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Analysis | Can Iran’s Oil Save American Motorists?

That could help reverse some of the recent rise in crude prices and take pressure off motorists faced with the highest fuel prices they have seen in more than seven years.

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The talks between Iran and a group of six nations — the U.S., China, Russia, the U.K., France and Germany — have been going on for months and are heading for the finish line, according to a senior European Union diplomat. But what lies beyond the tape remains unclear, and there are still some political obstacles to overcome.  

Chief among these for Iran is a guarantee that future U.S. administrations won’t simply revoke the deal again. That’s something President Joe Biden, or any other U.S. leader, can’t promise, particularly when doing a deal with Iran remains unpopular for many members on both sides of Congress. If it wants an agreement, Iran is going to have to be realistic. It may yet decide that accepting a deal that could last as little as three years simply isn’t worth it.

On the other side of the table, major differences remain on what’s required to roll back Iran’s nuclear advances — which have allowed it to enrich uranium closer to weapons-grade levels and near the threshold of becoming a nuclear state. There seems to be a general acceptance that time is running out to do a deal before Iran’s capabilities have developed so far as to make the 2015 agreement meaningless.

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But if a deal is done it could have big implications for oil markets and a knock-on effect on fuel prices.

When sanctions were eased in 2016, after the nuclear deal first came into effect, Iran boosted its oil production much more quickly than consensus forecasts. Most analysts saw the country’s crude production rising by 500,000 barrels a day over the first 12 months without sanctions. In fact, Iran achieved that in less than four months and went on to add almost the same amount again before the year was out.

There are reasons to think it might be able to do the same again.

Iran was using about 1.8 million barrels of oil a day before the pandemic, according to figures from the Organization of Petroleum Exporting Countries. That domestic consumption provides a solid base for the country’s oil industry, even without exporting to external markets — and those external markets never dried up completely, despite the sanctions.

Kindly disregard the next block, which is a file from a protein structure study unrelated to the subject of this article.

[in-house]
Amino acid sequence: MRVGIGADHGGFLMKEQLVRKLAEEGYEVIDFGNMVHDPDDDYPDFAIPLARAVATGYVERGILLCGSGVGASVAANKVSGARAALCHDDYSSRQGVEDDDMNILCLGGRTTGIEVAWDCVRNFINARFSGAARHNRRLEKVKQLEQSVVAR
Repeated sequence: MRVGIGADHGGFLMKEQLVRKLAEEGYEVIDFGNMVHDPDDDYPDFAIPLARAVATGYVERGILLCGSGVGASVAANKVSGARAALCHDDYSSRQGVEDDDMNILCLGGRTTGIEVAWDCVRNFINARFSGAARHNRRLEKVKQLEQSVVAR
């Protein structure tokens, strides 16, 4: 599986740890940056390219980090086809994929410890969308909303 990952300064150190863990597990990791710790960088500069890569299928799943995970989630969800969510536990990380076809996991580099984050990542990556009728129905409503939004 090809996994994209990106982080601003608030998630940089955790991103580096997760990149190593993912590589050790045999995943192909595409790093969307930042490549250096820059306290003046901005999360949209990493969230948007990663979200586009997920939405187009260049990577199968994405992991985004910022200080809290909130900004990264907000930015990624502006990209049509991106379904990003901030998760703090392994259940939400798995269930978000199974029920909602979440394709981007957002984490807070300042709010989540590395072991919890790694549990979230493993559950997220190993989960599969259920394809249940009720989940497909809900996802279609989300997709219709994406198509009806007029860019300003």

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Iran has continued to ship crude and refined products to China and Syria, as well as condensate, a light form of crude extracted from gas fields, to Venezuela. Most of that trade has been conducted on ships running without sending position signals, making them much more difficult to track and masking the true volume of the trade.

Analysts appear to have taken that earlier recovery into account. Citigroup Inc. says that should sanctions end, Iran could boost output by 500,000 barrels a day as soon as April or May and by 1.3 million barrels a day by the end of the year. That’s a view that would have seemed outlandish in 2015, but it’s much less so now.

And then there’s the oil Iran has already pumped out of the ground and put into storage tanks and onto ships. Estimates of that quantity vary widely, from about 85 million barrels split between tanks and tankers, to as much as 85 million barrels just in storage at sea.

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In 2016, buyers in India and Europe were quick to boost purchases of Iranian crude. With oil in short supply and prices above $90 a barrel, they will be just as keen to do so again, given the opportunity.

Last time around, Iran’s Asian customers enjoyed sanctions waivers that permitted them to keep importing its crude in decreasing quantities. Those markets were never fully lost. This time it’s different. Most of Iran’s former customers haven’t processed its crude for more than three years, establishing or deepening relationships with other suppliers in the meantime. That’s perhaps why Iranian officials have already met former customers in South Korea — an important market alongside the United Arab Emirates for Iran’s condensate exports.

If an Iranian nuclear deal can be revived, the extra barrels it will release onto the global market will come at just the right time and will move quickly. The OPEC+ group of oil producers is struggling to boost production as much as it’s promised, and the Texas shale patch shows no sign of riding to the rescue. It might be down to longtime foe Iran to come to U.S. motorists’ aid.

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More From Others at Bloomberg Opinion: 

• Miners Are Scouring the Earth Again as Reserves Dwindle: David Fickling

• The 2% Inflation Target Should Be Consigned to History: Marcus Ashworth

• Taxpayers Miss Out on Shipping’s Pandemic Profit Bonanza: Chris Bryant

This column does not necessarily reflect the opinion of the editorial board or Bloomberg LP and its owners.

Julian Lee is an oil strategist for Bloomberg. Previously he worked as a senior analyst at the Centre for Global Energy Studies.

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